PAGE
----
A doctor may prescribe the birth control pill (BCP) before starting in vitro fertilization (IVF) treatment. It can help improve the effectiveness of the procedure by scheduling the optimal timing for treatment.
BCPs are oral contraceptives that people can take for several reasons, including preventing pregnancy. They work by using hormones to prevent the body from producing an egg. A doctor may suggest using BCPs to help control a person’s menstrual cycle and ovulation period, making it easier to manage and schedule the timeline of IVF treatment.
IVF is one of the most common and effective forms of assisted reproductive technology. This procedure involves fertilizing an egg outside the body, in a laboratory dish, and then implanting it in a person’s uterus. In addition to BCPs, an individual may also take fertility drugs to help support the treatment and early pregnancy.
In this article, we will discuss why a doctor may suggest using birth control before attempting IVF.
With IVF, timing is essential. Starting IVF medications and procedures at the right time can improve the likelihood of successful treatment. This is why a reproductive endocrinologist may suggest using BCPs before IVF. These medications can help prevent potential pregnancy complications and allow doctors to control the timing of ovulation to schedule treatment.
How do birth control pills work?
There are two main types of BCPs: combination and minipills. The former contains synthetic versions of the naturally occurring hormones estrogen and progesterone. The minipill only contains the synthetic form of progesterone, known as progestin.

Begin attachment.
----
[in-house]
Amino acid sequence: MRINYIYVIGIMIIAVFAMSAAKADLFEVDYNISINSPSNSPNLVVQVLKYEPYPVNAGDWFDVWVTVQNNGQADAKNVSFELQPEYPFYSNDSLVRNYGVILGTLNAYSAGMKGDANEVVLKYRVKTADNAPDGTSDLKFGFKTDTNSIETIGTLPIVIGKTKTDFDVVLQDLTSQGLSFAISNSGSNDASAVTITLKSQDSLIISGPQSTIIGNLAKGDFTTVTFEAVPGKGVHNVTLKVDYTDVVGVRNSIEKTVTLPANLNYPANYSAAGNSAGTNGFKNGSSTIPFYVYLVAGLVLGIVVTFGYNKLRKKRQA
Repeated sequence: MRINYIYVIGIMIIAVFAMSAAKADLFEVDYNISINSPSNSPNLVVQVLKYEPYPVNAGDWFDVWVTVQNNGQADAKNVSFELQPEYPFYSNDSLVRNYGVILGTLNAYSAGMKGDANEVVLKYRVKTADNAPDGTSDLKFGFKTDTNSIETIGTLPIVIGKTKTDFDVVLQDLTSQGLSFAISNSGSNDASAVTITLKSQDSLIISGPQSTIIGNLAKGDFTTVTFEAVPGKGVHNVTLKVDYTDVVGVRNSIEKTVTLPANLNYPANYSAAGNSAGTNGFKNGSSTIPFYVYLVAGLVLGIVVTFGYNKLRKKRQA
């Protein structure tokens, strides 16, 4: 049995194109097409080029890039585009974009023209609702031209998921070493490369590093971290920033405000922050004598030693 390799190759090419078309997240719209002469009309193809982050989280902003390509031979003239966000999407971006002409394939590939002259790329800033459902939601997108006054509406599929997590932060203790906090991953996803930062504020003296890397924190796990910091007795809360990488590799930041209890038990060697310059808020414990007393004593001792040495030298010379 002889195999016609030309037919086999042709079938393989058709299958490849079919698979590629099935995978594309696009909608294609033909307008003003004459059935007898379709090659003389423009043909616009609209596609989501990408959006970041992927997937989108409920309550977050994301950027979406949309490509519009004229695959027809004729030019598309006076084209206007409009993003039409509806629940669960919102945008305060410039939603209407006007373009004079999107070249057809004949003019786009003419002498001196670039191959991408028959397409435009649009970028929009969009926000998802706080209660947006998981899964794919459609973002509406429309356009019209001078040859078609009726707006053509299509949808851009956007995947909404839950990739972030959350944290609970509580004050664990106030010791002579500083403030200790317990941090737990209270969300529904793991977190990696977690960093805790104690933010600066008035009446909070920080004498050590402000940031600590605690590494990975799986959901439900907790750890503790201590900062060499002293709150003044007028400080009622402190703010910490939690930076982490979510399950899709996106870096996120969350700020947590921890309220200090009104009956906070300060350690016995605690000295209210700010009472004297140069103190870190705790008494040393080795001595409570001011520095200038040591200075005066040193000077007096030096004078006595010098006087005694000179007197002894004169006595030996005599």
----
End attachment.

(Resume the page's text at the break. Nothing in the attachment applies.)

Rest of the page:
During a typical menstrual cycle, the ovary releases an egg, which sperm can fertilize. Medications containing estrogen and progestin can stop ovulation and breakthrough bleeding to prevent pregnancy. The minipill works in a similar way, but only contains progestin and may not reliably suppress ovulation.
How do birth control pills support IVF treatment?
Each ovary contains
After an individual stops taking BCPs, they will begin taking IVF medications that promote follicle growth. Evidence suggests that pretreatment with BCPs may help with the timing and egg yield during
Although taking BCPs before IVF may seem counterintuitive, medical professionals have found this to be an effective method for maximizing the chance of a successful IVF experience. However, some